Laingian


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Laingian

(ˈlæŋɪən)
adj
(Psychiatry) of or based on R. D. Laing's theory that mental illnesses are understandable as natural responses to stress in family and social situations
n
(Psychiatry) a follower or adherent of Laing's teaching
References in periodicals archive ?
A number of ground-breaking submissions by doctoral researchers reflect current thinking across a range of areas of practice: Rachel Osbourne, for example, offers a critique of the use of psychopathological conceptualisations of paranoia in counselling psychology practice; Monica Lawson outlines how Open Dialogue can be used as an 'applied Laingian practice'; Amir Tarsha reflects on social media-induced anxiety from the perspective of existential practice.
In Laingian terms, particular acts of translation expose the essential untranslatability of experience, especially across different cultural paradigms.
According to the Director of the Society for Laingian Studies, "The term schizoid was not restricted only to extreme forms of psychosis because most everyone experiences some degree of schizoid splitness at times in their lives.
As Simon Shepherd writes, in reference to Laingian psychology:
There are two articles on Les Miserables: Jacques Seebacher relates topographical references in the novel to Hugo's travels, particularly around the time of Leopoldine's death; Fiona Cox applies Laingian analysis to the mentality of Javert.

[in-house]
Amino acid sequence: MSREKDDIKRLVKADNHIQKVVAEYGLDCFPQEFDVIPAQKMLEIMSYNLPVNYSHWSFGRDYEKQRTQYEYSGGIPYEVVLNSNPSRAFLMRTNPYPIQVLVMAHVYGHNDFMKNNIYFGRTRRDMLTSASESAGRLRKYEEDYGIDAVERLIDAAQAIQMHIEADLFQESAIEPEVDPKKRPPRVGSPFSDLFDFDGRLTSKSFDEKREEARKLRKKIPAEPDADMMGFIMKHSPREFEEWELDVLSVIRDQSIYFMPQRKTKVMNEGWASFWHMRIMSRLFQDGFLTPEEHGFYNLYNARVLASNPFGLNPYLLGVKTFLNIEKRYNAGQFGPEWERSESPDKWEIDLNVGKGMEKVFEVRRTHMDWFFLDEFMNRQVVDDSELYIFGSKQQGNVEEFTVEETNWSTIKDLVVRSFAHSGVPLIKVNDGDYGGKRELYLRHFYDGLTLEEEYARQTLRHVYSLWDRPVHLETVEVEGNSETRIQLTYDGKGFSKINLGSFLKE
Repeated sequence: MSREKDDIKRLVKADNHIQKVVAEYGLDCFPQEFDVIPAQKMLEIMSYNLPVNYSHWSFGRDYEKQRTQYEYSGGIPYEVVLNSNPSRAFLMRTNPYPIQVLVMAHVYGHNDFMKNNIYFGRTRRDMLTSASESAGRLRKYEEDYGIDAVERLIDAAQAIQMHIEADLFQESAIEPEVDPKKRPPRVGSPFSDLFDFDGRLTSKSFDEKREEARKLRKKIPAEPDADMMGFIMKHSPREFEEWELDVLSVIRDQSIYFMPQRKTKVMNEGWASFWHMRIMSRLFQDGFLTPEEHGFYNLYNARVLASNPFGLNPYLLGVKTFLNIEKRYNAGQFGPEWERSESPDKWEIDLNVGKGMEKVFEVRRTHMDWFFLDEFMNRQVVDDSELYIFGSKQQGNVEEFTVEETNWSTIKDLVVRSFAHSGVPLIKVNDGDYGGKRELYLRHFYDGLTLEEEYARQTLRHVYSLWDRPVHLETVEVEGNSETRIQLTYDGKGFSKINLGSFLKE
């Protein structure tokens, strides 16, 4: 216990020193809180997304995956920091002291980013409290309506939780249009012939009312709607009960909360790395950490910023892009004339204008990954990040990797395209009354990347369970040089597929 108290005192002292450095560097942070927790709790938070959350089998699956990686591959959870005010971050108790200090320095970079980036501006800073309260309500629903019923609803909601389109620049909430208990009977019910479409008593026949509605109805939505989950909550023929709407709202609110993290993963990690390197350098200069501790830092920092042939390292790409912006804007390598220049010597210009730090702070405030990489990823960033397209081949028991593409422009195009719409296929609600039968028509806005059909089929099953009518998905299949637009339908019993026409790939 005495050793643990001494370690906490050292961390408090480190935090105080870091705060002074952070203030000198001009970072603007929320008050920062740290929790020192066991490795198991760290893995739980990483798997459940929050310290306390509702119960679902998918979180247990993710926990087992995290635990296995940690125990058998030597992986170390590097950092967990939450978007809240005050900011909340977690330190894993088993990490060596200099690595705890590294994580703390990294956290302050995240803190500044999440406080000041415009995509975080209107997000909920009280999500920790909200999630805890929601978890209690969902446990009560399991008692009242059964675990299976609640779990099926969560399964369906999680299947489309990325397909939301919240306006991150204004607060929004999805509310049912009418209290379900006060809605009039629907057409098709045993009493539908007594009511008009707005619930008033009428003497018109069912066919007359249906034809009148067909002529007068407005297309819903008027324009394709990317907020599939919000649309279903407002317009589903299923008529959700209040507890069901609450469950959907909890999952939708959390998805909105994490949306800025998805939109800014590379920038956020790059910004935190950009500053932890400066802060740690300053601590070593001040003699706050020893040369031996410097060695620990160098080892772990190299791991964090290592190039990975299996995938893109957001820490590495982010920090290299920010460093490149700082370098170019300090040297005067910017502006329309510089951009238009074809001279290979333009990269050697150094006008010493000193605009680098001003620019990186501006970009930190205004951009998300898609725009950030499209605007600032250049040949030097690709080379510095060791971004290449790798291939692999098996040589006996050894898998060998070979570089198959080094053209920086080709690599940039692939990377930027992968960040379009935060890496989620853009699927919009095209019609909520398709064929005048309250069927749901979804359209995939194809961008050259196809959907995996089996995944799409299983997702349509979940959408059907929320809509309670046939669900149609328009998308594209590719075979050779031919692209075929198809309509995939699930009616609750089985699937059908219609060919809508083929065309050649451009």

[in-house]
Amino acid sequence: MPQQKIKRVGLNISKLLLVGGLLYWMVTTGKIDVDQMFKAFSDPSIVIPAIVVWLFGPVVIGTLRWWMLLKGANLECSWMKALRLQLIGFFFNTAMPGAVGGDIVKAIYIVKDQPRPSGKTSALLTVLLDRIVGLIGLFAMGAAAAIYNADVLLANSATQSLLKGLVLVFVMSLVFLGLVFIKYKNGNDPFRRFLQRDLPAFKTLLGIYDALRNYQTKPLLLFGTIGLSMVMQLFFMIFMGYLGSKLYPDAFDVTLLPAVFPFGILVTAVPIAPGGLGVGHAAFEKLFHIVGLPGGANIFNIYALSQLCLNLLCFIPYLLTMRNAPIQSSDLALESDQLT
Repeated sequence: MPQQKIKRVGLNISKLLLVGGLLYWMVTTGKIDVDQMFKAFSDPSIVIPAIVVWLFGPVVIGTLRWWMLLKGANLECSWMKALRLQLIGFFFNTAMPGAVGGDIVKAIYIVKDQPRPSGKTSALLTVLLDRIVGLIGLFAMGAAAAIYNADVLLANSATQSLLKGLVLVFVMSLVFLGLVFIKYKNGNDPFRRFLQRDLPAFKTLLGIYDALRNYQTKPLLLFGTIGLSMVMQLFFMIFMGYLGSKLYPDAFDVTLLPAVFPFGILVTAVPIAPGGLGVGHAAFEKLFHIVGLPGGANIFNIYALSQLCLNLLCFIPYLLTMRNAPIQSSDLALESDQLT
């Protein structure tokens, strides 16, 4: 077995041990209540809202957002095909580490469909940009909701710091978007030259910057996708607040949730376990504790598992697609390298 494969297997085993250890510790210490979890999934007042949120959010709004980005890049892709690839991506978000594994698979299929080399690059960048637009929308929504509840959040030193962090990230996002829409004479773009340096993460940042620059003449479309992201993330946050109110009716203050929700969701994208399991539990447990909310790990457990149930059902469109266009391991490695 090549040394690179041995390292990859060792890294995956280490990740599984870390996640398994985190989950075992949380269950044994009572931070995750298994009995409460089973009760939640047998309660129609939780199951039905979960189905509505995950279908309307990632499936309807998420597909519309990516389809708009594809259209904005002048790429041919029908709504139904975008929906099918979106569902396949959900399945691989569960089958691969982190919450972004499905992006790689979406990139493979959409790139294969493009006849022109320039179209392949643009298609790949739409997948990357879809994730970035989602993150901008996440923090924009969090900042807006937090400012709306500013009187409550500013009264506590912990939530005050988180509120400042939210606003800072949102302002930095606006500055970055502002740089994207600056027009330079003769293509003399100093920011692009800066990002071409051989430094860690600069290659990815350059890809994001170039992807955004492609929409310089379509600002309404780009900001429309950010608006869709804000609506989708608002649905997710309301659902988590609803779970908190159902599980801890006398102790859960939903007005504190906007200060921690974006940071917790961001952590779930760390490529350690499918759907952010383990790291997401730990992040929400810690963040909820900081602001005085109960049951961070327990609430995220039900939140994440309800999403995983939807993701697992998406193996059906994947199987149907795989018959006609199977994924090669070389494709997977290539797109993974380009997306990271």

The Jongs attended a psychoanalytic conference in Vienna, where Erica met a sexy, walleyed British Laingian hippie analyst.
This would appear to take the psychiatrist's medical goal to its logical if unorthodox extreme--to empathize so totally with the psychiatrically ill as to cross into and inhabit his world of neurosis and mental instability, and so temporarily to become the deranged other and to view the world from his perspective (another Laingian concept, of course).
Paul Bowles: The Inner Geography, written by Wayne Pounds, was published in 1985 and uses Freudian and Laingian psychological models to examine Bowles's work.
At this moment, age and gender politics cross paths to form a complex trajectory, a Laingian spiral, a knot (Laing 1970, 1972).
His treatment of Lessing is particularly fine, focusing sharply on her use of Freudian and Laingian psychology in the creation of alternate realities in novels starting with The Four-Gated City (1969) and extending through the work of the next decade.
However, Open Dialogue appears pervaded with Laingian influence.